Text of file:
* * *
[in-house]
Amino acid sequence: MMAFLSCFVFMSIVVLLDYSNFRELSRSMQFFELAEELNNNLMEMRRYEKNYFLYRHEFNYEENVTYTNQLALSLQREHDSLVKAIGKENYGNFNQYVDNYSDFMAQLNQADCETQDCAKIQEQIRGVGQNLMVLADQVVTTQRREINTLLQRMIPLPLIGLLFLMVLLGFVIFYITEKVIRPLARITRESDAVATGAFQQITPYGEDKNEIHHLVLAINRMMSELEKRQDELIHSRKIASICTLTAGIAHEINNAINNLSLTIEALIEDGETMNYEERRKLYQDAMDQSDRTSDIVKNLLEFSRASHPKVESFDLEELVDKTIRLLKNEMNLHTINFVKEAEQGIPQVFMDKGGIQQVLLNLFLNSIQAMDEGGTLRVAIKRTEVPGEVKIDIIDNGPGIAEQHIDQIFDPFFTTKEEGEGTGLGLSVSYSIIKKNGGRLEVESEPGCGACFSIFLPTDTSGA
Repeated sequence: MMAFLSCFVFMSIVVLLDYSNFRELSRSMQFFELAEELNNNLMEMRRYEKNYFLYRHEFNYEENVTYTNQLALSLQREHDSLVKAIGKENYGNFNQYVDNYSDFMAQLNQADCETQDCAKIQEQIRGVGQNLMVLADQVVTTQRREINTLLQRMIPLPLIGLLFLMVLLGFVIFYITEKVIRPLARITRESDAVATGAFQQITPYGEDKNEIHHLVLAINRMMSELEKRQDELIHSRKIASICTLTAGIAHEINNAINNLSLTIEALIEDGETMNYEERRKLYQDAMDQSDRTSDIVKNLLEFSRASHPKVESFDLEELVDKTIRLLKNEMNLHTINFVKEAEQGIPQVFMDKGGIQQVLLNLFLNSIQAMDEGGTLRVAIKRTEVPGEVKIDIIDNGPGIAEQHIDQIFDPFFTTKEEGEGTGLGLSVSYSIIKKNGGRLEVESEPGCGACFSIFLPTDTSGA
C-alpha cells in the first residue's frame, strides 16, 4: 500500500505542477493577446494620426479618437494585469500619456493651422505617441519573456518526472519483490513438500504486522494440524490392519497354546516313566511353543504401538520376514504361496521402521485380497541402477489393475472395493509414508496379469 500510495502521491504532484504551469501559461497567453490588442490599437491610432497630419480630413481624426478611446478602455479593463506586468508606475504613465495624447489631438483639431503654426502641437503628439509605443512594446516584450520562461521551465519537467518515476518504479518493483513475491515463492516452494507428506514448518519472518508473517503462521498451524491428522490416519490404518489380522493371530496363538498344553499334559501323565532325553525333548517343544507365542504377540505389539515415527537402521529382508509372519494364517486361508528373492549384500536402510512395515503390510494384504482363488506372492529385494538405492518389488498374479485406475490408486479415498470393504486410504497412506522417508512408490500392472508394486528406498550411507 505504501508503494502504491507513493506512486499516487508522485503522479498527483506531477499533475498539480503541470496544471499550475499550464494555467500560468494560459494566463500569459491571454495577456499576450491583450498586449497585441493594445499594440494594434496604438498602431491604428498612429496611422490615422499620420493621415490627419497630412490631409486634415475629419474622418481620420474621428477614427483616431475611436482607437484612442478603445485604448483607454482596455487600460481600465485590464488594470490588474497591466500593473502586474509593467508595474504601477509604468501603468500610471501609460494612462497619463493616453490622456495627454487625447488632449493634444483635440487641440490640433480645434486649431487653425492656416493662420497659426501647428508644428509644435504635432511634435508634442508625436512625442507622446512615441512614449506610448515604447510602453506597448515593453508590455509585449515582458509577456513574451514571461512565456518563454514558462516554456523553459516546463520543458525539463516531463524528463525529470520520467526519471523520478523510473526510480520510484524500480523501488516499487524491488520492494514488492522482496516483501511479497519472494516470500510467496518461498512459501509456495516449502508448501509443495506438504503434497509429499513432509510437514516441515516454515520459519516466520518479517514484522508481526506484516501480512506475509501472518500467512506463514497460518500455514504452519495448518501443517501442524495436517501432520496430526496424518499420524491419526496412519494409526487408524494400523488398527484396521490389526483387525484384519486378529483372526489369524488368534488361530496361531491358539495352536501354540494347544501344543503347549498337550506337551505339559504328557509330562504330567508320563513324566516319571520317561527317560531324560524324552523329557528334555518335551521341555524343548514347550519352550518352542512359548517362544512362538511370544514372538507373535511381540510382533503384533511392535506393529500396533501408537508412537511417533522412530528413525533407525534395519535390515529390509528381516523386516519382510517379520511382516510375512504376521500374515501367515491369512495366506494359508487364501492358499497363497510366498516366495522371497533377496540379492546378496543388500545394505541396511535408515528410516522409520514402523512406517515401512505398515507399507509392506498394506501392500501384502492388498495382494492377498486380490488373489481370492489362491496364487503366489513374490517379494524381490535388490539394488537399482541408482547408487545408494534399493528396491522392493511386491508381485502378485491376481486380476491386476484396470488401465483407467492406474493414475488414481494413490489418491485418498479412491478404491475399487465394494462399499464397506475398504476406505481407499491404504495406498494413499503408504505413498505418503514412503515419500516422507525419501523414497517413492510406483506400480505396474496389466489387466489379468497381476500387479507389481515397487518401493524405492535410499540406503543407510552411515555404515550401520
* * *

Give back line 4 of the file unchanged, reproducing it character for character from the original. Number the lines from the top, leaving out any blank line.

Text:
C-alpha cells in the first residue's frame, strides 16, 4: 500500500505542477493577446494620426479618437494585469500619456493651422505617441519573456518526472519483490513438500504486522494440524490392519497354546516313566511353543504401538520376514504361496521402521485380497541402477489393475472395493509414508496379469 500510495502521491504532484504551469501559461497567453490588442490599437491610432497630419480630413481624426478611446478602455479593463506586468508606475504613465495624447489631438483639431503654426502641437503628439509605443512594446516584450520562461521551465519537467518515476518504479518493483513475491515463492516452494507428506514448518519472518508473517503462521498451524491428522490416519490404518489380522493371530496363538498344553499334559501323565532325553525333548517343544507365542504377540505389539515415527537402521529382508509372519494364517486361508528373492549384500536402510512395515503390510494384504482363488506372492529385494538405492518389488498374479485406475490408486479415498470393504486410504497412506522417508512408490500392472508394486528406498550411507 505504501508503494502504491507513493506512486499516487508522485503522479498527483506531477499533475498539480503541470496544471499550475499550464494555467500560468494560459494566463500569459491571454495577456499576450491583450498586449497585441493594445499594440494594434496604438498602431491604428498612429496611422490615422499620420493621415490627419497630412490631409486634415475629419474622418481620420474621428477614427483616431475611436482607437484612442478603445485604448483607454482596455487600460481600465485590464488594470490588474497591466500593473502586474509593467508595474504601477509604468501603468500610471501609460494612462497619463493616453490622456495627454487625447488632449493634444483635440487641440490640433480645434486649431487653425492656416493662420497659426501647428508644428509644435504635432511634435508634442508625436512625442507622446512615441512614449506610448515604447510602453506597448515593453508590455509585449515582458509577456513574451514571461512565456518563454514558462516554456523553459516546463520543458525539463516531463524528463525529470520520467526519471523520478523510473526510480520510484524500480523501488516499487524491488520492494514488492522482496516483501511479497519472494516470500510467496518461498512459501509456495516449502508448501509443495506438504503434497509429499513432509510437514516441515516454515520459519516466520518479517514484522508481526506484516501480512506475509501472518500467512506463514497460518500455514504452519495448518501443517501442524495436517501432520496430526496424518499420524491419526496412519494409526487408524494400523488398527484396521490389526483387525484384519486378529483372526489369524488368534488361530496361531491358539495352536501354540494347544501344543503347549498337550506337551505339559504328557509330562504330567508320563513324566516319571520317561527317560531324560524324552523329557528334555518335551521341555524343548514347550519352550518352542512359548517362544512362538511370544514372538507373535511381540510382533503384533511392535506393529500396533501408537508412537511417533522412530528413525533407525534395519535390515529390509528381516523386516519382510517379520511382516510375512504376521500374515501367515491369512495366506494359508487364501492358499497363497510366498516366495522371497533377496540379492546378496543388500545394505541396511535408515528410516522409520514402523512406517515401512505398515507399507509392506498394506501392500501384502492388498495382494492377498486380490488373489481370492489362491496364487503366489513374490517379494524381490535388490539394488537399482541408482547408487545408494534399493528396491522392493511386491508381485502378485491376481486380476491386476484396470488401465483407467492406474493414475488414481494413490489418491485418498479412491478404491475399487465394494462399499464397506475398504476406505481407499491404504495406498494413499503408504505413498505418503514412503515419500516422507525419501523414497517413492510406483506400480505396474496389466489387466489379468497381476500387479507389481515397487518401493524405492535410499540406503543407510552411515555404515550401520